Q: Did you feel like you had the very honest conversation that you needed to have? A: I’ve got to say, I would characterize every conversation that I’ve had with John as honest, straightforward. I feel very comfortable expressing my opinion on a whole bunch of matters, and I know John feels very comfortable expressing his opinion. It’s a partnership and as I just mentioned, it’s the only true partnership between owners in the NFL. At times, it’s challenging, but the bottom line is it’s been hugely rewarding for both families and I think for the organization.
Q: Did you have to be talked into or persuaded to keep Dave (Gettleman) or was that just part of the process? A: No. It was part of a process. At the risk of repeating myself, John and I have a very, very, good dialogue constantly. When I’m not here in the building, we speak three or four times a week, home games, away games, we’re constantly speaking, sitting with each other. So, to say that there’s any issues with our communication is a total mischaracterization.
Q: What are you looking for, what qualities do you want in your next head coach? A: Leadership, an ability to put together a great staff, an ability to really work with the players, the rookies. I think it’s really important that the next head coach has to have a point of view, a very strong point of view, and he will be supported by ownership.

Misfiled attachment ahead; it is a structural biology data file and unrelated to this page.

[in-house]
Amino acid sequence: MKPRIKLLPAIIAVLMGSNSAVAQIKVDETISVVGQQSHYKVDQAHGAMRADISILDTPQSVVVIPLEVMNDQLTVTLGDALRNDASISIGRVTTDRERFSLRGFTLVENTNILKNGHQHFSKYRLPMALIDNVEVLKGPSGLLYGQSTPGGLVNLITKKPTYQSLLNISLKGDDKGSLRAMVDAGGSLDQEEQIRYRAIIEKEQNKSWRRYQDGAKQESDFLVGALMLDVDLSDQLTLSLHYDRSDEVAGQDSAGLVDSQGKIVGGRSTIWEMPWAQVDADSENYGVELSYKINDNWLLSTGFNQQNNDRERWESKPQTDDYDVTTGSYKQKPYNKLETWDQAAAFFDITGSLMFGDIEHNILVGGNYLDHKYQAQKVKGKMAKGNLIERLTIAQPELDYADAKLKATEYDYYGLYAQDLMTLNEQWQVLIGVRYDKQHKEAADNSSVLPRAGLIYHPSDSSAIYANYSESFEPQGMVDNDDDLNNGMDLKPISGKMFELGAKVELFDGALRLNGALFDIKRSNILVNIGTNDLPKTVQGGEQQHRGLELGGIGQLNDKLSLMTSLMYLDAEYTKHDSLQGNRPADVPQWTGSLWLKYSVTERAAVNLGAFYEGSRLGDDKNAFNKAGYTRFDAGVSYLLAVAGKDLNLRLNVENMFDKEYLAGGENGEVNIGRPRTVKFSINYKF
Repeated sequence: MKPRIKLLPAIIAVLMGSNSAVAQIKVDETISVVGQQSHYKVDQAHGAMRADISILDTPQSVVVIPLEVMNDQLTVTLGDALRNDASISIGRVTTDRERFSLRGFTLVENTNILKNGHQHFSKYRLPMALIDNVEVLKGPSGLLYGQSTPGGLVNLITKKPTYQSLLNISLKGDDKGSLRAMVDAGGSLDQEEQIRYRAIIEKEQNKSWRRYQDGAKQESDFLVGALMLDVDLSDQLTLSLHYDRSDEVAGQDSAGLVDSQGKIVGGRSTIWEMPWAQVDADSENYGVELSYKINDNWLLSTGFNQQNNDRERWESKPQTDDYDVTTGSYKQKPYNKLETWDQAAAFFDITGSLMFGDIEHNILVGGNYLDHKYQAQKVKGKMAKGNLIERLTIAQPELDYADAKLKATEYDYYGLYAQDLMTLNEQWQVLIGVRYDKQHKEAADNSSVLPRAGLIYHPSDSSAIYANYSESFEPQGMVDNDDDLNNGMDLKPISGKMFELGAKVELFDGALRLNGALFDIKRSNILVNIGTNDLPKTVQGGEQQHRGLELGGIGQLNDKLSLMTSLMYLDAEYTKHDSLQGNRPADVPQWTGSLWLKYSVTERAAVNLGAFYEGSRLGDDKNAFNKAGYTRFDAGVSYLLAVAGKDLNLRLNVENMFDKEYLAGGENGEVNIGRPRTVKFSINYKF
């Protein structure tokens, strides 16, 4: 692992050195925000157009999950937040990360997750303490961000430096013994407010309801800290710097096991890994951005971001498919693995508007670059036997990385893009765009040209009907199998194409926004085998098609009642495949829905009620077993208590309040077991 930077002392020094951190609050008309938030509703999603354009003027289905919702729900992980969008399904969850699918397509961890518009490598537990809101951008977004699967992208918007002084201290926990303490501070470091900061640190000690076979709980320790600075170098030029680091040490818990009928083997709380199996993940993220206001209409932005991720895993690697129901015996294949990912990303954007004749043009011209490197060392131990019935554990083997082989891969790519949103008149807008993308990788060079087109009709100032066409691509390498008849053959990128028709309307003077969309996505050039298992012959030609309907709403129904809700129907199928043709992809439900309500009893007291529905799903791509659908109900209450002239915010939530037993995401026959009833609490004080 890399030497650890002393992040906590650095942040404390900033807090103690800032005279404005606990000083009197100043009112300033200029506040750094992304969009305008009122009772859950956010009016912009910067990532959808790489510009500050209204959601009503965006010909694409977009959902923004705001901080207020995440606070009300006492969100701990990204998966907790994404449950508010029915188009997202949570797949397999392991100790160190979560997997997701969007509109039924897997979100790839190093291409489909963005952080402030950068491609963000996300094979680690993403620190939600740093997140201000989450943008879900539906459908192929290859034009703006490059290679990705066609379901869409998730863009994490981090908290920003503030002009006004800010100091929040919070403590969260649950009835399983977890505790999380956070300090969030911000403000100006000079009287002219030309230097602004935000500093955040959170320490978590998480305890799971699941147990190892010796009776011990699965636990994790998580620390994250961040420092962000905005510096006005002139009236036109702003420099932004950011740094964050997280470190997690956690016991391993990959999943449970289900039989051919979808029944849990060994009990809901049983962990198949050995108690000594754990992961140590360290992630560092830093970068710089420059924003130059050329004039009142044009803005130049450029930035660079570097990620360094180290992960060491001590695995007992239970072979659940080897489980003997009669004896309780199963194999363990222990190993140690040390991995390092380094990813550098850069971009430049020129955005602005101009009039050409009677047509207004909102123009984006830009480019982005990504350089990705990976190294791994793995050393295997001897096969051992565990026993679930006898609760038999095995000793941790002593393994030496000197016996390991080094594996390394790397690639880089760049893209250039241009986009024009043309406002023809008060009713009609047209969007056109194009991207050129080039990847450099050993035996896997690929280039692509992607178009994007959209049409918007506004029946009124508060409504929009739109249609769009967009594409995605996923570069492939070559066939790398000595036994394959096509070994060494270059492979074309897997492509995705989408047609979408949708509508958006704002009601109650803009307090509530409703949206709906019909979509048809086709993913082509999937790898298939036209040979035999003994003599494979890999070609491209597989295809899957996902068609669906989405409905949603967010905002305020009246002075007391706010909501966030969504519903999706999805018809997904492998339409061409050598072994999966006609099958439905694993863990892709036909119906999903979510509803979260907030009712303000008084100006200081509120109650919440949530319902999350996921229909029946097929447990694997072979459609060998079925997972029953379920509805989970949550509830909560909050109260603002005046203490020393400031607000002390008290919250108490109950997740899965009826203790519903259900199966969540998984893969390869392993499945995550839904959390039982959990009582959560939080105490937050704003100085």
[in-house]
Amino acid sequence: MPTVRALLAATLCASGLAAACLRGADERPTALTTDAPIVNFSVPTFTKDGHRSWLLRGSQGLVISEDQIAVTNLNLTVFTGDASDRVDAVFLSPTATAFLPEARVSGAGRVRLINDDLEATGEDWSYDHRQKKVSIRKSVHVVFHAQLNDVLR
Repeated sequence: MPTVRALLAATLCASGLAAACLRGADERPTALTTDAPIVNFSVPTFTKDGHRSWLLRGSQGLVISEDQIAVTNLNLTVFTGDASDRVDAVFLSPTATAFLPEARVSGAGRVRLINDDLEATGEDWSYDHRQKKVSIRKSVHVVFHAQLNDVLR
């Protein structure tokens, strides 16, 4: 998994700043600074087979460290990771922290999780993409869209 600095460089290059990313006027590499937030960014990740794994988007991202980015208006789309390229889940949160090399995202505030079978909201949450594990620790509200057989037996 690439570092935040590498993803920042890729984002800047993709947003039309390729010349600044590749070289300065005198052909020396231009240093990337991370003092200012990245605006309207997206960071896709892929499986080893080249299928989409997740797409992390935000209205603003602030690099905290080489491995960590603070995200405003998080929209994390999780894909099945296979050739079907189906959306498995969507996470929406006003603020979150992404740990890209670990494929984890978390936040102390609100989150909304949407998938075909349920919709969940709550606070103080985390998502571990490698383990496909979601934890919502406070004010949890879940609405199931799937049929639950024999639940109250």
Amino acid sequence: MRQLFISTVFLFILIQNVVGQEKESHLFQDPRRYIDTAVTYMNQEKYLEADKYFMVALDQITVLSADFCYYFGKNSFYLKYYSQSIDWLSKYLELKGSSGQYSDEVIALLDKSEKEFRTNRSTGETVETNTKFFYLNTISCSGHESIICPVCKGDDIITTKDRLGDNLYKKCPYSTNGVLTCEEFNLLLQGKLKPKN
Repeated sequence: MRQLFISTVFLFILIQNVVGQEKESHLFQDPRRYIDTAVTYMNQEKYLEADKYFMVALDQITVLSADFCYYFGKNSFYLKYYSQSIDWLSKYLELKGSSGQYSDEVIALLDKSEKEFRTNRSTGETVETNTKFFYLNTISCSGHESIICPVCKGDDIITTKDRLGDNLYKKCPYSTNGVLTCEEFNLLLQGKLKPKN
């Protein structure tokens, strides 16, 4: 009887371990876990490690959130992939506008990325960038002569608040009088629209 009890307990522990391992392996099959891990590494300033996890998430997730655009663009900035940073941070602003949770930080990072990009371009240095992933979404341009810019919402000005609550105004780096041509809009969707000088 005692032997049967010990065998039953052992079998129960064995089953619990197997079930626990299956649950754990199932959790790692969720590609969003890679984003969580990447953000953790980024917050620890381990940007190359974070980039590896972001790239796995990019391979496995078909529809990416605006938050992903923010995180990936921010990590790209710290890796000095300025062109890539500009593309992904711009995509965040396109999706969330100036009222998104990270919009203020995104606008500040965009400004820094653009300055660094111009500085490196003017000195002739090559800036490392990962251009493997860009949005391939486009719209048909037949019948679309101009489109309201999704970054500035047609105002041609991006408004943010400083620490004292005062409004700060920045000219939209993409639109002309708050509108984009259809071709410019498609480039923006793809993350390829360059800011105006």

Q: How hard is it to balance being patient with letting the process play out? A: I think patience is a virtue, I’m not the first person to say that. But at times I think patience can be tested. But I think if I stay very focused, I sort of have the same…I see the same goal line that John Mara sees. Sometimes, the path to that goal line may be a little different, but we see the same goal line, we cross it, and it’s been a very, very, functional relationship. It’s been hugely functional.
Q: What was the deciding factor in keeping Dave Gettleman? What was the deciding factor in the conversation that made you believe he should stay? A: The deciding factor was, when John and I started talking about this literally weeks and weeks ago, assets, liabilities, good news, bad news, and at the end of the day we decided that we were going to jointly make a decision to keep Dave, to work with Dave going forward into the next season. As John mentioned just now, we have tremendous cap space. I can’t stand here today and say our next head coach is Paul Schwartz (laughter), but I think the search is going to be fruitful and I think we’re going to find a terrific number of candidates and the right decision will be made.
Q: When you look at the last eight years, and the failures that have gone on here and the failures of the last two coaching hires, what do you say to fans who question your ability and John’s ability to lead this organization back to success? A: I say to the fans I totally understand your frustration, your concern, I read your emails, I get it. But, John and I make decisions that sometimes may not be popular, may not be supported by the fans, but we’re the ones making the decisions, we live by them. It’s been a very frustrating four years, certainly the record indicates that, those numbers don’t lie. Going forward, John and I want to make sure that those numbers change in the next season dramatically.